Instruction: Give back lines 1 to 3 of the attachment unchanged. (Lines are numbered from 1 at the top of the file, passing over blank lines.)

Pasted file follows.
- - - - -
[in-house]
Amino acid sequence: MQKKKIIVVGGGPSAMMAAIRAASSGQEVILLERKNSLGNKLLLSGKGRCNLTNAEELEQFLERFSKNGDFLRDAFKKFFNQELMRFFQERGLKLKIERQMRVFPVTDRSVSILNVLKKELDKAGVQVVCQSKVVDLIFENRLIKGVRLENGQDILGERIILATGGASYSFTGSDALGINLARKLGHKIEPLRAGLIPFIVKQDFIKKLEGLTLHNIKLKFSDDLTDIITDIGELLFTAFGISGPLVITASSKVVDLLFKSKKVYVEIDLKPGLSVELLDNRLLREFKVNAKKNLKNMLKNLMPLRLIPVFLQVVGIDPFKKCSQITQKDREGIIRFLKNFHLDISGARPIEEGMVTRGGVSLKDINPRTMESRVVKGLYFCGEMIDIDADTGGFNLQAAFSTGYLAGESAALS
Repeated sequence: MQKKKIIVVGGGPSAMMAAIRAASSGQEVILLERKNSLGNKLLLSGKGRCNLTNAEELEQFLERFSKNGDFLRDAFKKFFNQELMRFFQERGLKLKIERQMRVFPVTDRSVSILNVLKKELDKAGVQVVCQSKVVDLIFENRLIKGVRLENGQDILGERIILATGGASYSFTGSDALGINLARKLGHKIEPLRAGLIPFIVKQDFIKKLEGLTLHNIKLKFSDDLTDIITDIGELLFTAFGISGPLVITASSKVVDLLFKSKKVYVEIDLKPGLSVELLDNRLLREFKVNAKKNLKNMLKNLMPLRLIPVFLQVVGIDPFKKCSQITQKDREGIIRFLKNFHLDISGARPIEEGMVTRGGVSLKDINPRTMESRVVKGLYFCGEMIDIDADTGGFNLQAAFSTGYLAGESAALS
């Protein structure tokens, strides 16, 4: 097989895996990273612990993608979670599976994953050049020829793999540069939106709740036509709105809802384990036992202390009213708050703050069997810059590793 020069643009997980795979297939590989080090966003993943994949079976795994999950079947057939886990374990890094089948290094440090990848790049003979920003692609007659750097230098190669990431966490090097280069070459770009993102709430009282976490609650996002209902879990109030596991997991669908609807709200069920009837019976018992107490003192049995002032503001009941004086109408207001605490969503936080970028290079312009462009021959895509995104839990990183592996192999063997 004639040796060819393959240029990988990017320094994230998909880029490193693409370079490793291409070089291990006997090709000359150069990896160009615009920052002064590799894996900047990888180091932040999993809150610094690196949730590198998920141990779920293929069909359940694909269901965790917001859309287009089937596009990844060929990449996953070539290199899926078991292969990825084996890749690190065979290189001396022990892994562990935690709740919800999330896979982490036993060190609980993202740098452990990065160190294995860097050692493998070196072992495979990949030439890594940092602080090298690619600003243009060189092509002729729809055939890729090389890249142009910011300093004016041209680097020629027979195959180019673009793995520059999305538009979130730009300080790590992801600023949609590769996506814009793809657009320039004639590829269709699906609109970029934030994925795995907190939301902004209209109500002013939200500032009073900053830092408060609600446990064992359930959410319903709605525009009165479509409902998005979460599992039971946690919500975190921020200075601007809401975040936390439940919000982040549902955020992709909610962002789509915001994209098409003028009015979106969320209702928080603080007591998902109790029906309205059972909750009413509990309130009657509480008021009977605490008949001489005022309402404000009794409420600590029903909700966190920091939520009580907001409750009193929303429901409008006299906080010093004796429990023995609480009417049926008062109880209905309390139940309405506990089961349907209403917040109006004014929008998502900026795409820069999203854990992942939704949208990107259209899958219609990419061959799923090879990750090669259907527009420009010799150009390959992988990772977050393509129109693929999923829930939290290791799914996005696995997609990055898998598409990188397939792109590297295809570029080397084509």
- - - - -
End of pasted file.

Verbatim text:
[in-house]
Amino acid sequence: MQKKKIIVVGGGPSAMMAAIRAASSGQEVILLERKNSLGNKLLLSGKGRCNLTNAEELEQFLERFSKNGDFLRDAFKKFFNQELMRFFQERGLKLKIERQMRVFPVTDRSVSILNVLKKELDKAGVQVVCQSKVVDLIFENRLIKGVRLENGQDILGERIILATGGASYSFTGSDALGINLARKLGHKIEPLRAGLIPFIVKQDFIKKLEGLTLHNIKLKFSDDLTDIITDIGELLFTAFGISGPLVITASSKVVDLLFKSKKVYVEIDLKPGLSVELLDNRLLREFKVNAKKNLKNMLKNLMPLRLIPVFLQVVGIDPFKKCSQITQKDREGIIRFLKNFHLDISGARPIEEGMVTRGGVSLKDINPRTMESRVVKGLYFCGEMIDIDADTGGFNLQAAFSTGYLAGESAALS
Repeated sequence: MQKKKIIVVGGGPSAMMAAIRAASSGQEVILLERKNSLGNKLLLSGKGRCNLTNAEELEQFLERFSKNGDFLRDAFKKFFNQELMRFFQERGLKLKIERQMRVFPVTDRSVSILNVLKKELDKAGVQVVCQSKVVDLIFENRLIKGVRLENGQDILGERIILATGGASYSFTGSDALGINLARKLGHKIEPLRAGLIPFIVKQDFIKKLEGLTLHNIKLKFSDDLTDIITDIGELLFTAFGISGPLVITASSKVVDLLFKSKKVYVEIDLKPGLSVELLDNRLLREFKVNAKKNLKNMLKNLMPLRLIPVFLQVVGIDPFKKCSQITQKDREGIIRFLKNFHLDISGARPIEEGMVTRGGVSLKDINPRTMESRVVKGLYFCGEMIDIDADTGGFNLQAAFSTGYLAGESAALS